In the light of the centenary of the Armenian genocide and its ongoing denial, serving once again as a reminder of the inherently ethical and political implications of our work as scholars, this conference proposes to reflect on the status, roles, and registers of fact/uality, real/ity, and possibility within the framework of a productive juxtaposition of two temporal horizons: contested history and uncertain futures.
The 20th century has taught us that mass violence always unfolds in and affects the dimension of thought and knowledge. Within the field of historiography the principle according to which historical findings remain open to revision can be hijacked by a ‘revisionist’ political programme of denial that calls the reality of events as meaningful ensembles of facts into question. It does so by suspending the process of interpretation and, paradoxically, by mobilizing a positivist conception of ‘reality’. It is by pointing to a ‘truth’, out there, on the horizon, yet always out of reach, that any form of reality is unsettled, submitting competing possibilities to an unending play of speculation. At the same time, the speculative rehearsal of different historical scenarios has become an operative principle of the distinct genre of counterfactual history. Singular events or variables are selectively factored in and out of an imaginative analysis that actively plays with an expanded array of possibilities. Yet behind any ‘as if’ might lurk an ‘if only’, which can render service to revisionist politics.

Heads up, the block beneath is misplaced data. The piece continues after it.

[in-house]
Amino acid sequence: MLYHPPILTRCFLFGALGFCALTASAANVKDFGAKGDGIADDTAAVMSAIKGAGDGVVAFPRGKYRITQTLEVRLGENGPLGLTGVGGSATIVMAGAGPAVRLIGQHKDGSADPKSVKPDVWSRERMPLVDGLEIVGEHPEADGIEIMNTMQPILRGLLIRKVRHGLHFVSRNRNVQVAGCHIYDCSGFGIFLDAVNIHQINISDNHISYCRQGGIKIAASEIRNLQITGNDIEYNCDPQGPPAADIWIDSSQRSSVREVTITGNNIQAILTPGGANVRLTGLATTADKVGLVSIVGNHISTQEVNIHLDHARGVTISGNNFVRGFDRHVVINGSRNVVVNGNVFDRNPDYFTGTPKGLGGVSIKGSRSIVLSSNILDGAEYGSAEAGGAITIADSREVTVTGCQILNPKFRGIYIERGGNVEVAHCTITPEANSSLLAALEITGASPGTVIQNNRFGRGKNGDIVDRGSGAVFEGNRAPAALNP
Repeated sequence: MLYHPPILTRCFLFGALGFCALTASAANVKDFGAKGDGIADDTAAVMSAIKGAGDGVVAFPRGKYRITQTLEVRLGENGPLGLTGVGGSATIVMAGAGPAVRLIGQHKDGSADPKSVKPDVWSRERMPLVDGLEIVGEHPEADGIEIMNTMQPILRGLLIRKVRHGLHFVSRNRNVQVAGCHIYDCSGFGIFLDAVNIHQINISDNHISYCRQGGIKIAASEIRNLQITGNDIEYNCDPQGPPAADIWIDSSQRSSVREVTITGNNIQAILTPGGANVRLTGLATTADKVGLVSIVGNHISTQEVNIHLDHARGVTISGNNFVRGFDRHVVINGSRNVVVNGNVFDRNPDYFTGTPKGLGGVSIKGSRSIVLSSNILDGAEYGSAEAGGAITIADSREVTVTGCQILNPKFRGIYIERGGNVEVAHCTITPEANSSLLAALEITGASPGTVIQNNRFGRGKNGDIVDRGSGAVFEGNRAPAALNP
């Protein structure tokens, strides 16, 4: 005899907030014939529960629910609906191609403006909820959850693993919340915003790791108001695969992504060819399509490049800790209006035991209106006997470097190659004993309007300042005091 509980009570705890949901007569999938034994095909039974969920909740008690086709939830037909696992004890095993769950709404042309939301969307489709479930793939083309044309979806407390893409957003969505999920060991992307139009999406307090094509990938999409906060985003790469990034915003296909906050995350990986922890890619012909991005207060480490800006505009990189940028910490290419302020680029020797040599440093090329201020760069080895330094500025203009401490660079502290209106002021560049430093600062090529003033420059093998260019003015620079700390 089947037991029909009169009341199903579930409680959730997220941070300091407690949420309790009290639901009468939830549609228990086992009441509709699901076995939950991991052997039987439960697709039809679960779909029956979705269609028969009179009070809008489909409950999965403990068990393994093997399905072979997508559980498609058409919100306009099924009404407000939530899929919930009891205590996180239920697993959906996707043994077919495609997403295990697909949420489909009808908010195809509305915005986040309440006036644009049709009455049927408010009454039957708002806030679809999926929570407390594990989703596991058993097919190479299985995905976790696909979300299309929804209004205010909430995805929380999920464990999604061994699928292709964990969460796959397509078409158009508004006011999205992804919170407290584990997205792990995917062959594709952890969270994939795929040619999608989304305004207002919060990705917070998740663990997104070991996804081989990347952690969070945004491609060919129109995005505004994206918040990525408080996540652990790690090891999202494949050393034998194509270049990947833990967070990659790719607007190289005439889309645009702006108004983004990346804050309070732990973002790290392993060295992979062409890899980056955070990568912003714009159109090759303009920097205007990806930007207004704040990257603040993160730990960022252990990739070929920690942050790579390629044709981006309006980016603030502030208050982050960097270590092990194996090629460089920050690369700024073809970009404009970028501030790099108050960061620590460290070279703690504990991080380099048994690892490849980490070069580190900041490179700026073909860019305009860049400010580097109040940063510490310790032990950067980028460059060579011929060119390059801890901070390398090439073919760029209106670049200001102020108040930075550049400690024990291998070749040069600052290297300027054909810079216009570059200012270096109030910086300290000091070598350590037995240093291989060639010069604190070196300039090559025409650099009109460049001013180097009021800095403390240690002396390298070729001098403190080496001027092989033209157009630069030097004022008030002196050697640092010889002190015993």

Speculation, yet again, attains an entirely different operational reality and effectiveness within the field of risk and crisis management, where possibilities are being rendered calculable, imagined and realized not in order to think utopia, but to secure a more integrated control of what could come. Whether in anticipation of natural disasters, pandemics, terrorist attacks, or economic crisis, techniques such as scenario-modelling and predictive analyses are employed in order to enhance response capacities against an ever-shifting horizon of uncertainty. New regimes of securitization and reflexive biopolitics thereby conceive of life itself as survival, fostering in their wake affects such as alertness, anxiety, and doubt. In the realm of this speculative governance, the present can be acted upon through the simulation of future realities.
Finally, thinkers drawing on the philosophical traditions of pragmatism and constructivism have proposed forms of speculative thinking and fiction that relate to the world not via criteria of truth or factuality and realization. Instead, they propose to foreground the possible effectiveness of fiction as a mode of knowing that has consequences for the real, thereby favoring a science not of conquest or control, but one that is perplexing and fabulatory-experimental.
Possibility Matters attends to these different fields of knowledge production, power and practice in order to comparatively explore different configurations of fact/uality, real/ality and possibility. A specific focus lies on the creative potentials opened up through the play with possibility, as well as on the dimensions of epistemic and symbolic violence that come to bear on the sense and experience of reality. What kinds of imagination and actions are rendered possible or disabled through speculation or its foreclosure? And might certain (aesthetic, artistic, affective) modes of apprehension and imagination unsettle established frames that police the borders of ‘truth’ and ‘reality’?
An ICI Event, organized by Alice von Bieberstein and Aurélia Kalisky
In collaboration with the University of Cambridge, the Center for Literary and Cultural Research Berlin (ZfL), and with generous support of Fritz Thyssen Foundation
The event, like all events at the ICI Berlin, is open to the public, free of charge. The audience is presumed to consent to a possible recording on the part of the ICI Berlin. If you would like to attend the event yet might require assistance, please contact Event Management.